US imports of women’s stretchy pants exceeded those of blue jeans in 2017, according to data from the US Census Bureau.
- US consumers are ditching denim in favor of stretchy pants.
- According to data from the US Census Bureau, reported by Quartz, US imports of stretchy knit pants exceeded those of blue denim jeans in the US in 2017.
- This is being driven by a trend towards wearing athleisure ware.
American consumers have had enough of constricted pants.
For the first time in history, US imports of stretchy knit pants exceeded those of blue denim jeans in the US in 2017, according to data from the US Census Bureau reported by Quartz.
Imports of blue jeans into the US hit their peak in 2010 and have been on the decline ever since. During this period, the trend towards wearing athleisure wear in everyday life has been taking off in the US.
From 2011-2016, the market for athletic clothing grew to be 30% of the total clothing and footwear industry. It grew 7% a year, compared to the sluggish 1% growth of the general apparel sector, according to a Wells Fargo note.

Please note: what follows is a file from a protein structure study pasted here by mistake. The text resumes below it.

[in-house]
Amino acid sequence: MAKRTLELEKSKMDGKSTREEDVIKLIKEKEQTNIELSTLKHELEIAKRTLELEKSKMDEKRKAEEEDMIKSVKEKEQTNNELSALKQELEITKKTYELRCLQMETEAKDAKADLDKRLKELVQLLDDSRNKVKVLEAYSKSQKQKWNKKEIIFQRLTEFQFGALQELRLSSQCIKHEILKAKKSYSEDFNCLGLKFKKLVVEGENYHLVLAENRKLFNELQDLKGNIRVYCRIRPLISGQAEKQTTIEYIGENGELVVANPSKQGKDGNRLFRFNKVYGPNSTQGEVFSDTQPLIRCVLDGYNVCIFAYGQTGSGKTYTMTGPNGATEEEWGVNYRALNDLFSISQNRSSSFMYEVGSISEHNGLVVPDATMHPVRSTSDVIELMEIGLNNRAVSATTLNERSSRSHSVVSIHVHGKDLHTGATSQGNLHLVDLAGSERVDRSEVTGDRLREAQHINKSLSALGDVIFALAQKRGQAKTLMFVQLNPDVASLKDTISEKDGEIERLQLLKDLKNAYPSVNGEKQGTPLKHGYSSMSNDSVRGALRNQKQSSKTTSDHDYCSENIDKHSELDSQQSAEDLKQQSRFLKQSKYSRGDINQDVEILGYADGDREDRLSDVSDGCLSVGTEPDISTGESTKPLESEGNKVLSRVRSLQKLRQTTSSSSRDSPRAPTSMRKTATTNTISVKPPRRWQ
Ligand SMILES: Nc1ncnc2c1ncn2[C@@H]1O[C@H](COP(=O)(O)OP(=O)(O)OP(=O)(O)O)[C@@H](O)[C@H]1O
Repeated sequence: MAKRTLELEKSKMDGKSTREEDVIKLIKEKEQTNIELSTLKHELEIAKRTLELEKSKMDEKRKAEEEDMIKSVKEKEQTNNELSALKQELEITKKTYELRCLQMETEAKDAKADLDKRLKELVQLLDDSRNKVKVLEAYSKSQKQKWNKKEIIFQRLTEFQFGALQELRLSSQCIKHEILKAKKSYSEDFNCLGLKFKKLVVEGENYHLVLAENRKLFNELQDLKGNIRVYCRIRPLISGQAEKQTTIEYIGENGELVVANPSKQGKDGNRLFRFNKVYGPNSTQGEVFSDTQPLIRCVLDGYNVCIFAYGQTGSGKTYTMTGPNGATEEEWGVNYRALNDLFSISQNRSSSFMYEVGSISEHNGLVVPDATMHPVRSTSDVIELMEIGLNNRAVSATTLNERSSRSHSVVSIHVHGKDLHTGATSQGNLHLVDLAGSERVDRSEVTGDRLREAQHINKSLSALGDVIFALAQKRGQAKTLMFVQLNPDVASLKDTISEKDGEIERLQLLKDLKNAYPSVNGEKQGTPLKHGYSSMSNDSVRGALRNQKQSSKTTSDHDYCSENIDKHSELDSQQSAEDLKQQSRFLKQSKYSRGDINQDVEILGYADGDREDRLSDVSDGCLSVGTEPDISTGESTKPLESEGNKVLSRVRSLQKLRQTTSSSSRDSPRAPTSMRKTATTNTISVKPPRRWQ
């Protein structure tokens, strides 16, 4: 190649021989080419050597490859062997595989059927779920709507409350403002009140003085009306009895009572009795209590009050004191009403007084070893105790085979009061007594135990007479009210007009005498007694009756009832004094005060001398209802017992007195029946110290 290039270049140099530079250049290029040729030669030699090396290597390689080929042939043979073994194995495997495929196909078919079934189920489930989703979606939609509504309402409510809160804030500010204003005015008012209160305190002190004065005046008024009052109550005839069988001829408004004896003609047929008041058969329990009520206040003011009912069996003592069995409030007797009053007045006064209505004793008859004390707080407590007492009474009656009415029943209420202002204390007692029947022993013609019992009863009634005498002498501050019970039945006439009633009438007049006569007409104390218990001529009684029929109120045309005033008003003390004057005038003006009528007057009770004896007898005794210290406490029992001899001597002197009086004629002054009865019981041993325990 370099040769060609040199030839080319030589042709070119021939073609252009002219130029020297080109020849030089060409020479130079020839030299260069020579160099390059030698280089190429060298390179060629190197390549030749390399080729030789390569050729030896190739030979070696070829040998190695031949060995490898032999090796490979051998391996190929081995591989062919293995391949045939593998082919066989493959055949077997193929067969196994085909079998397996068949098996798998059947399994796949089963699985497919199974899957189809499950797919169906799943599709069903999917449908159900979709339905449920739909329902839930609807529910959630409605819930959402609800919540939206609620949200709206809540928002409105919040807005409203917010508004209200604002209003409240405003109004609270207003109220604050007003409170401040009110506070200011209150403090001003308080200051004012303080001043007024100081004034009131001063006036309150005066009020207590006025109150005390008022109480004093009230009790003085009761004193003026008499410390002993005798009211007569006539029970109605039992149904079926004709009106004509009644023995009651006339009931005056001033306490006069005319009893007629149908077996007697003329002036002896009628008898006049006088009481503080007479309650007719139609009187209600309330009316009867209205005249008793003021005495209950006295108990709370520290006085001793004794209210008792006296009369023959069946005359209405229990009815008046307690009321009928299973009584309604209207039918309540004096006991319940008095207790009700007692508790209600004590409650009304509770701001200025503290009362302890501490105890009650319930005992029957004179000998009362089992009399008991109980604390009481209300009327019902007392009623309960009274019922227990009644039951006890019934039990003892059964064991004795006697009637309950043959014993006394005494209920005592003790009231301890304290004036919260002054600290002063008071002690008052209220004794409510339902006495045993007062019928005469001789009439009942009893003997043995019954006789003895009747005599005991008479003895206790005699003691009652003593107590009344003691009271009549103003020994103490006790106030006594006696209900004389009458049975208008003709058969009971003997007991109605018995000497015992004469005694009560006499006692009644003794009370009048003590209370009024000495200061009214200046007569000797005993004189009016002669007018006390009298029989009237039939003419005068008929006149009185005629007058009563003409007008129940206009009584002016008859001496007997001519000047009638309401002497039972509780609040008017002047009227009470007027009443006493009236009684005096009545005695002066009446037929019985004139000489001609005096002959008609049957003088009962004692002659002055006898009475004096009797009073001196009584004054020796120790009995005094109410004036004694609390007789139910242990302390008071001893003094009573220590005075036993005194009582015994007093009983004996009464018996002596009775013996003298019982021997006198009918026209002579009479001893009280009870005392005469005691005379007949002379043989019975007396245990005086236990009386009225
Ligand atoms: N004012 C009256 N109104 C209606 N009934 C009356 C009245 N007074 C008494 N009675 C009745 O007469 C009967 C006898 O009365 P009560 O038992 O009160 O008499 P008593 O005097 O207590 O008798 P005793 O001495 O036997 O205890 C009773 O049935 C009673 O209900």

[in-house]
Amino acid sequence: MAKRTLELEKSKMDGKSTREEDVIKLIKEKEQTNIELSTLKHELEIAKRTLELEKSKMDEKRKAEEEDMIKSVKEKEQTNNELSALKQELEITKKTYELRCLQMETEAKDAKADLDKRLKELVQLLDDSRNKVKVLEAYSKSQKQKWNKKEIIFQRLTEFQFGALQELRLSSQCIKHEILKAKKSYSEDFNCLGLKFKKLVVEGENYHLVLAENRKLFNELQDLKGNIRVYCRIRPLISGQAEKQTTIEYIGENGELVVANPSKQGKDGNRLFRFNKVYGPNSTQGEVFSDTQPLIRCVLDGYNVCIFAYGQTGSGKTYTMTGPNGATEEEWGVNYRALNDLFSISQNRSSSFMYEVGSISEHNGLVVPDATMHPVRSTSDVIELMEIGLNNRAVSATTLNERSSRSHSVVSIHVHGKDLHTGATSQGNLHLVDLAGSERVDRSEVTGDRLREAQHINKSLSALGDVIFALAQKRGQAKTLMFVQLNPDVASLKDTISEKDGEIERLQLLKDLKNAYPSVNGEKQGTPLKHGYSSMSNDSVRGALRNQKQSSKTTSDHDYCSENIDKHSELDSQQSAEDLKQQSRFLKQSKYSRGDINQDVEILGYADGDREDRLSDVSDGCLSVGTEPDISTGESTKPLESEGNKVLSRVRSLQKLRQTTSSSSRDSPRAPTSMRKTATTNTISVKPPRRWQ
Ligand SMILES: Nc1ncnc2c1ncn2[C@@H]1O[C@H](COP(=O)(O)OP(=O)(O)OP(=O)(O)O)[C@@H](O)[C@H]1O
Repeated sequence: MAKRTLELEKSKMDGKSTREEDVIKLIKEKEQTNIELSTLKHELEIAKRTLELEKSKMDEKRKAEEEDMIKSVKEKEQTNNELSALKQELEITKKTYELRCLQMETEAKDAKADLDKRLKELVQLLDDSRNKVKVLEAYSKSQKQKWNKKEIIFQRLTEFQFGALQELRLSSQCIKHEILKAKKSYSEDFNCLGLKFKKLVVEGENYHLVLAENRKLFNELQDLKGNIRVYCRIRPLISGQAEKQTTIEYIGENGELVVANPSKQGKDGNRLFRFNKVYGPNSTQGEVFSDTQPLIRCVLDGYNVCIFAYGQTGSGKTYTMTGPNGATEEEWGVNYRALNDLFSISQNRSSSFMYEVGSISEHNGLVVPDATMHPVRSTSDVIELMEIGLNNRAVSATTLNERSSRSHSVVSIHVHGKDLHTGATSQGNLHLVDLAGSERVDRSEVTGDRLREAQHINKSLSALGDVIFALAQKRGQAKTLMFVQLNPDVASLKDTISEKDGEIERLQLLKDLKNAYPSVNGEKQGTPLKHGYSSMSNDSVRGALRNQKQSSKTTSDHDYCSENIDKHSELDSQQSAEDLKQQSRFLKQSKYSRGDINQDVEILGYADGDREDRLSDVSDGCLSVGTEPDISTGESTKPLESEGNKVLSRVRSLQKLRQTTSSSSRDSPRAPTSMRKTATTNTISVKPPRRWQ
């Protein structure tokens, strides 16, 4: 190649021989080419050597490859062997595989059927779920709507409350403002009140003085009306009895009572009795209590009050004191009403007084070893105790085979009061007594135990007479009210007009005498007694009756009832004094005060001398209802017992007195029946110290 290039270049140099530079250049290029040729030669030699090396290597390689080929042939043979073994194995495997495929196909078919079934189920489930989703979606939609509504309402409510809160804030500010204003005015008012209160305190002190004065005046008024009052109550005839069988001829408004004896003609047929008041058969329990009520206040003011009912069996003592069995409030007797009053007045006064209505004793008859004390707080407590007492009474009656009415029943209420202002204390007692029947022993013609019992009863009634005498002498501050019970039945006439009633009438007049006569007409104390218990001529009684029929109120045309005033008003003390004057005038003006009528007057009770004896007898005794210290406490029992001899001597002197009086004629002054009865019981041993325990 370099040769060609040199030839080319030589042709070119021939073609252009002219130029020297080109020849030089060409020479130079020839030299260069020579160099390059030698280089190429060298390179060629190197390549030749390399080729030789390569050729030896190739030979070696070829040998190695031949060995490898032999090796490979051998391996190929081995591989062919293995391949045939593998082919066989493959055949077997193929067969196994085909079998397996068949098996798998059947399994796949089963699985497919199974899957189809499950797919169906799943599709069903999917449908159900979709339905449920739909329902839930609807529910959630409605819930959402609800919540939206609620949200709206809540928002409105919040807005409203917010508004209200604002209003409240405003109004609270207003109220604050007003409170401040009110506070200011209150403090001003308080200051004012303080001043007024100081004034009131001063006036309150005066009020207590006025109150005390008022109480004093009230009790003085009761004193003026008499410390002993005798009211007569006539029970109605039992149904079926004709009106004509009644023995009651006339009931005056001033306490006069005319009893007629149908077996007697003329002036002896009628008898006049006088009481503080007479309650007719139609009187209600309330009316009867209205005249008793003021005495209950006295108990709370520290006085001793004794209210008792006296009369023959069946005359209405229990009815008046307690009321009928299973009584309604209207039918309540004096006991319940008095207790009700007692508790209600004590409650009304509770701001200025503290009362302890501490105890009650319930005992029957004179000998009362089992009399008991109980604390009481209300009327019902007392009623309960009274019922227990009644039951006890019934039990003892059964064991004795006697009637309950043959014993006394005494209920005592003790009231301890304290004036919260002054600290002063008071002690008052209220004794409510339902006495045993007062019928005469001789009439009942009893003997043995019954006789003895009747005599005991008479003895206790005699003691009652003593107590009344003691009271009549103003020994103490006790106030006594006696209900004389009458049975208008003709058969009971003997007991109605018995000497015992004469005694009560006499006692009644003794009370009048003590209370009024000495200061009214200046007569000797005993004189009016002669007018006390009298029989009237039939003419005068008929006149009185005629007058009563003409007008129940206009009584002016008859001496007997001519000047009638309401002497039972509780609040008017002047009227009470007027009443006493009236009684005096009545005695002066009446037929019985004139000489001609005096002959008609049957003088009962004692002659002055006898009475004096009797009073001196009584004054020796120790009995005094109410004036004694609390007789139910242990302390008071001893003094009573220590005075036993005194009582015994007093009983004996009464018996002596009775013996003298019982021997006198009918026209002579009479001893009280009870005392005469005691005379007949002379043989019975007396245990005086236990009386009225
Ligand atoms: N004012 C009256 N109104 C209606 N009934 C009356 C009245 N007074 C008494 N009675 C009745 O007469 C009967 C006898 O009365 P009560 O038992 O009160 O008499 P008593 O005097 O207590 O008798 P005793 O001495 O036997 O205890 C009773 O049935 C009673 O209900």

Ever since athletic brands Lululemon, Under Armour, and Nike initiated the trend, other stores such as Gap, J.Crew, and Forever 21 have also jumped on the bandwagon to offer this clothing in hopes of boosting sales.
Some analysts now say athleisure has hit its peak and the market is overcrowded with options. In 2017, US activewear sales totaled $48 billion, which was a more modest 2% rise from 2016 compared to previous years, according to The NPD Group.
Despite this, demand is still high and comfortable clothing is high on consumer’s priorities.
“Categories like active apparel bottoms, undershirts, and swimwear – which indicate the consumer’s concentration on comfort, the staples, and niche products – are the few sources of consistent, long-term growth in today’s apparel market,” Marshal Cohen, chief industry advisor of The NPD Group wrote in a research note in February.
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